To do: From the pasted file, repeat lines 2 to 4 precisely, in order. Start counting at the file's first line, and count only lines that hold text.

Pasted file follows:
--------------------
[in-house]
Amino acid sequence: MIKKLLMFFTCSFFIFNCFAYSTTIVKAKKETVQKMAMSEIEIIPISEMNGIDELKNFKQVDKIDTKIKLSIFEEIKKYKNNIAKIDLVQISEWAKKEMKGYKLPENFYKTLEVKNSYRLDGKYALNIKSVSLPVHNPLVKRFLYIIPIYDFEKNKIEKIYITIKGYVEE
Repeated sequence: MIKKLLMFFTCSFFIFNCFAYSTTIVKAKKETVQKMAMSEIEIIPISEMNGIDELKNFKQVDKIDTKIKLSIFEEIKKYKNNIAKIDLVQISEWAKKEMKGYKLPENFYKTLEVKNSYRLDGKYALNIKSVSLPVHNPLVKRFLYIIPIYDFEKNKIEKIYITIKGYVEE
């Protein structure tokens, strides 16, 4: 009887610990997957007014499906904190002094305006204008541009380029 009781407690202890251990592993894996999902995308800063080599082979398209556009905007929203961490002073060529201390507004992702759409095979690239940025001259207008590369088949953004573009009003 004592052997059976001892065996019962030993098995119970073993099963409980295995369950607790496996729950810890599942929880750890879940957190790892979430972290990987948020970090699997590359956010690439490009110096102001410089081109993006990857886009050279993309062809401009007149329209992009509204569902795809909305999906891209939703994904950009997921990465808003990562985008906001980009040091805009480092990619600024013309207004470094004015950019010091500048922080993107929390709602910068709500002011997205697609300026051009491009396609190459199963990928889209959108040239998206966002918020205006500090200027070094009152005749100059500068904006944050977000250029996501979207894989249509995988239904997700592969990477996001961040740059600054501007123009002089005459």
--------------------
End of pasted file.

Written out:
Amino acid sequence: MIKKLLMFFTCSFFIFNCFAYSTTIVKAKKETVQKMAMSEIEIIPISEMNGIDELKNFKQVDKIDTKIKLSIFEEIKKYKNNIAKIDLVQISEWAKKEMKGYKLPENFYKTLEVKNSYRLDGKYALNIKSVSLPVHNPLVKRFLYIIPIYDFEKNKIEKIYITIKGYVEE
Repeated sequence: MIKKLLMFFTCSFFIFNCFAYSTTIVKAKKETVQKMAMSEIEIIPISEMNGIDELKNFKQVDKIDTKIKLSIFEEIKKYKNNIAKIDLVQISEWAKKEMKGYKLPENFYKTLEVKNSYRLDGKYALNIKSVSLPVHNPLVKRFLYIIPIYDFEKNKIEKIYITIKGYVEE
């Protein structure tokens, strides 16, 4: 009887610990997957007014499906904190002094305006204008541009380029 009781407690202890251990592993894996999902995308800063080599082979398209556009905007929203961490002073060529201390507004992702759409095979690239940025001259207008590369088949953004573009009003 004592052997059976001892065996019962030993098995119970073993099963409980295995369950607790496996729950810890599942929880750890879940957190790892979430972290990987948020970090699997590359956010690439490009110096102001410089081109993006990857886009050279993309062809401009007149329209992009509204569902795809909305999906891209939703994904950009997921990465808003990562985008906001980009040091805009480092990619600024013309207004470094004015950019010091500048922080993107929390709602910068709500002011997205697609300026051009491009396609190459199963990928889209959108040239998206966002918020205006500090200027070094009152005749100059500068904006944050977000250029996501979207894989249509995988239904997700592969990477996001961040740059600054501007123009002089005459």